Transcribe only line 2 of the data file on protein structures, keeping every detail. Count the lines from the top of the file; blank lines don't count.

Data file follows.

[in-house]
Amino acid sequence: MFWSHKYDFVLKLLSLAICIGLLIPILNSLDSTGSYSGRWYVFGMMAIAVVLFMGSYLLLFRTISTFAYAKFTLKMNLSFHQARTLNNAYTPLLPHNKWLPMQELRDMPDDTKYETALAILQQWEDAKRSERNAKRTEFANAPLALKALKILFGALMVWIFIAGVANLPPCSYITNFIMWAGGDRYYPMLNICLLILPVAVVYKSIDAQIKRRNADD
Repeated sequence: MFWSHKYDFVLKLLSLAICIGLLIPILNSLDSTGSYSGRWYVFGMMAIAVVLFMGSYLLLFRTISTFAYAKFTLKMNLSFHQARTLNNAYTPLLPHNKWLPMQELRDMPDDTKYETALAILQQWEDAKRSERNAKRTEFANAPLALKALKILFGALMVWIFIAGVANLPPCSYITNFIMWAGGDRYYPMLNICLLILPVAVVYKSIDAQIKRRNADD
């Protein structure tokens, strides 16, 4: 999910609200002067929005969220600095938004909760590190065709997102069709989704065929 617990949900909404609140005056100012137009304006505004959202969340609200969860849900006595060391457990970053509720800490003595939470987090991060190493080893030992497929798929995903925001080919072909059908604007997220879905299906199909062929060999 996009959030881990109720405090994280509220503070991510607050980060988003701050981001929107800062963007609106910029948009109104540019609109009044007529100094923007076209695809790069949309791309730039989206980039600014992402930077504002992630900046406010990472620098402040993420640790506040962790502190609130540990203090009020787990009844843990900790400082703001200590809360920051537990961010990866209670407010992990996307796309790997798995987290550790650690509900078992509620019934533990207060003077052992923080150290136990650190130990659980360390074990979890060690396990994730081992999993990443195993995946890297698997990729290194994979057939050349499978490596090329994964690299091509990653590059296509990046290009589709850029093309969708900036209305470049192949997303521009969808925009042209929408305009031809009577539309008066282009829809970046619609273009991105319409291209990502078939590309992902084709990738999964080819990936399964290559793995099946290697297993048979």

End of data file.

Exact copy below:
Amino acid sequence: MFWSHKYDFVLKLLSLAICIGLLIPILNSLDSTGSYSGRWYVFGMMAIAVVLFMGSYLLLFRTISTFAYAKFTLKMNLSFHQARTLNNAYTPLLPHNKWLPMQELRDMPDDTKYETALAILQQWEDAKRSERNAKRTEFANAPLALKALKILFGALMVWIFIAGVANLPPCSYITNFIMWAGGDRYYPMLNICLLILPVAVVYKSIDAQIKRRNADD